On a log scale, 5 uA is NOT EXCESSIVE and is consistent with the exponential behavior of all current rectifier diodes with a straight line except near the knee current where the bulk resistance dominates the curve as a linear slope.

The value of the linear slope is what defines the value of Rs and tolerance of Vf above 1 mA . This is the incremental resistance (from bulk resistance) or slope in V/I. "onsemi" calls this Rs , the Zzt value or rated threshold resistance. (Zzk is the lower current knee threshold) The rated current, Rs = Zzt are inversely proportioned to the size and power rating of the diode Rs=<=1/Pmax and for this part ranges in the 50-ohm range so its Vf rises significantly above 5mA as such. 0.75V/15mA = 50 Ohms (results from 20-5=15mA)

The linear plot below on the right Y-axis shows the Z value 1 to 5 mA and drops down from 5 to 20 mA. enter image description here

As a matter of comparison a 5 mm White LED has a threshold voltage of 2.85V with a nominal Vf of 3.1V @ 20 mA with a supplier depending tolerance, thus the Rs or Zzt or bulk resistance is around 12 Ohms much lower than this Zener but makes a cheap regulator and indicator and is more consistent between suppliers if kept in the 2 to 3 mA range at 2.9V. Poor suppliers in the past have rated their 5mm LEDs up to 3.6V at 20 mA. The chip itself is much smaller than 5mm, which is just the lens.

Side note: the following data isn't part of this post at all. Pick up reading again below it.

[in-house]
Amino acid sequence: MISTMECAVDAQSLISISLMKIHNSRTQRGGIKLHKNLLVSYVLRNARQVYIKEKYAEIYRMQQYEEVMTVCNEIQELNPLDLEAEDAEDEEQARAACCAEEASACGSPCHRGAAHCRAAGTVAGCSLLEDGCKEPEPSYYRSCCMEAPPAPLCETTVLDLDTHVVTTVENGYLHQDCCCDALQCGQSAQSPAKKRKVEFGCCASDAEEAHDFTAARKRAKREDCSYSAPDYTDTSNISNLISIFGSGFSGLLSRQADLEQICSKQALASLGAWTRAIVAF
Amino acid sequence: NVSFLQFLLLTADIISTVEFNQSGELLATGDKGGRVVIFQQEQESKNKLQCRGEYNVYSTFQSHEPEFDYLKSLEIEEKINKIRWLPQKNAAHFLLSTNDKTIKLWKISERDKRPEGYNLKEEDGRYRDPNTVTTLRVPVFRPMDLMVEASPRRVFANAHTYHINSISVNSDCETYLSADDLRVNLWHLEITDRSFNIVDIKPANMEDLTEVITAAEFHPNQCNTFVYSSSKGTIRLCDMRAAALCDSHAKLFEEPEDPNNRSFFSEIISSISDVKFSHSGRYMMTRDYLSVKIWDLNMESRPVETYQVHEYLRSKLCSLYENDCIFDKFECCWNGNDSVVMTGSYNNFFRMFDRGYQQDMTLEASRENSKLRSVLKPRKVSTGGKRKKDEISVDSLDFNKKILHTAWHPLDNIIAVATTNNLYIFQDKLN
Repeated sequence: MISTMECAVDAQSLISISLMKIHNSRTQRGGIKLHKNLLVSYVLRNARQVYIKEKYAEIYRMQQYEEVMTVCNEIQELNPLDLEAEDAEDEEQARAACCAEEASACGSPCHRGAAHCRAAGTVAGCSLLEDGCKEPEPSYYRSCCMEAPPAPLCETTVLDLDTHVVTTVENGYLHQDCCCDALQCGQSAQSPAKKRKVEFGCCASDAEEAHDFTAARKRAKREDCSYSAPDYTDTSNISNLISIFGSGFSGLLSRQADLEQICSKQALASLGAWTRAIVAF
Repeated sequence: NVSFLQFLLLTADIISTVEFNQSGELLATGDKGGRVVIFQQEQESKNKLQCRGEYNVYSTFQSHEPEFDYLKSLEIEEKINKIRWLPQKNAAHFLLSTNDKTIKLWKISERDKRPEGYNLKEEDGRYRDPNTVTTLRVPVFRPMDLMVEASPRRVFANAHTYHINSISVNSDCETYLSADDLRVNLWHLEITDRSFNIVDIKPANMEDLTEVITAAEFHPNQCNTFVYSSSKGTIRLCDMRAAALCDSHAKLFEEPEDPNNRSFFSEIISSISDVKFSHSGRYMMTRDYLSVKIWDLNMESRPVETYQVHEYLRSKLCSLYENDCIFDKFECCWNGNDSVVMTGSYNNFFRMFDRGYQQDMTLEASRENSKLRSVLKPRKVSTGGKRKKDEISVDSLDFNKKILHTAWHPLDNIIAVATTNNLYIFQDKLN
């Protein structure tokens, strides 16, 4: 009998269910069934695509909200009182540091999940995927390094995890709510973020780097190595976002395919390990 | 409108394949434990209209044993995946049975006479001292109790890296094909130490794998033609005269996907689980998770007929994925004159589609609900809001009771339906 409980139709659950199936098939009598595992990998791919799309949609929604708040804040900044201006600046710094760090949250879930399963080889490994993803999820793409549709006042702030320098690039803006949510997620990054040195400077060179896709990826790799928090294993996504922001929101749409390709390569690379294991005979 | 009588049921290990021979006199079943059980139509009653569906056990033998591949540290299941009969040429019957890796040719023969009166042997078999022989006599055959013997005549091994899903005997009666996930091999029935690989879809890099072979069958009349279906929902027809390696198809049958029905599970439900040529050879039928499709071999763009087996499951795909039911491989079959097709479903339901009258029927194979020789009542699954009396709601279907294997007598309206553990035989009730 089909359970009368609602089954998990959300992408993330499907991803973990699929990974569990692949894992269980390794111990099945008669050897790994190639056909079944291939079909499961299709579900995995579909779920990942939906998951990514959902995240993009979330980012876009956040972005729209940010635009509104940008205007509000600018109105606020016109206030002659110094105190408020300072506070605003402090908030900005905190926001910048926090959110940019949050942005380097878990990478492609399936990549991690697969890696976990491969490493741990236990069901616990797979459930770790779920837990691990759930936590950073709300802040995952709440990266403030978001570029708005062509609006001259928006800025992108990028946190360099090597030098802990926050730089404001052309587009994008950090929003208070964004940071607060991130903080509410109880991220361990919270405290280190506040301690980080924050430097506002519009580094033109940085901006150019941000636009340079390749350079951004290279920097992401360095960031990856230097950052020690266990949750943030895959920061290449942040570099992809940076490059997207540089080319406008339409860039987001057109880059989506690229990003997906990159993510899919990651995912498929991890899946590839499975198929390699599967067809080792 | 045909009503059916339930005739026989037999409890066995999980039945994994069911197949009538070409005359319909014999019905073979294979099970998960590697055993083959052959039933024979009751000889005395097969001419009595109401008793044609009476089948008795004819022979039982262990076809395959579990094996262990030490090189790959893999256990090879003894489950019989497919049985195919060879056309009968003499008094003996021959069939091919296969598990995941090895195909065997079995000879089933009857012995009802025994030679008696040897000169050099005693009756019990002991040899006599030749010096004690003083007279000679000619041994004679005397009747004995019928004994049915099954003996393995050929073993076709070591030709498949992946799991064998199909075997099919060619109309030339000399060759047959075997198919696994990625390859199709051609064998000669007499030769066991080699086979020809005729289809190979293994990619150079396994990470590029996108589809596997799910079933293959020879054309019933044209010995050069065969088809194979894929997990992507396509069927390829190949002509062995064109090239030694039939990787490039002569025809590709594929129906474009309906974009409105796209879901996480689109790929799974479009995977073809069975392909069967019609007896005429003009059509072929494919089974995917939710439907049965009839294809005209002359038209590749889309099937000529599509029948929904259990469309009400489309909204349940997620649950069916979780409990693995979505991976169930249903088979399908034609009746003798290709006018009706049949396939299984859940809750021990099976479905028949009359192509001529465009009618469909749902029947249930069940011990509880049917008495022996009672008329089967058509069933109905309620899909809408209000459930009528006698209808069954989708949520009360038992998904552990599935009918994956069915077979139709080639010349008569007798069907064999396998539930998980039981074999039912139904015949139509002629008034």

This is an XY question from the comments and lack of clarity in the query text.

  • the above correctly answers the question in the title.
  • The perceived question is how to improve a 4-20mA to voltage converter with adequate protection for uC input, such as over-voltage or over-current with Vdd= 3.3V +/- TBD tolerance.
    • Since the ADC has a high Zin and the load is low 160 ohms, all you need is a >=10 k series R from the 160 and then optional Schottky diode clamps to Vdd,Vss or rely on ESD diode pairs internally. If there is still common mode noise, then a differential Op-Amp performs better than a single-ended input to local ground. This often occurs due to SMPS CM noise with floating supplies.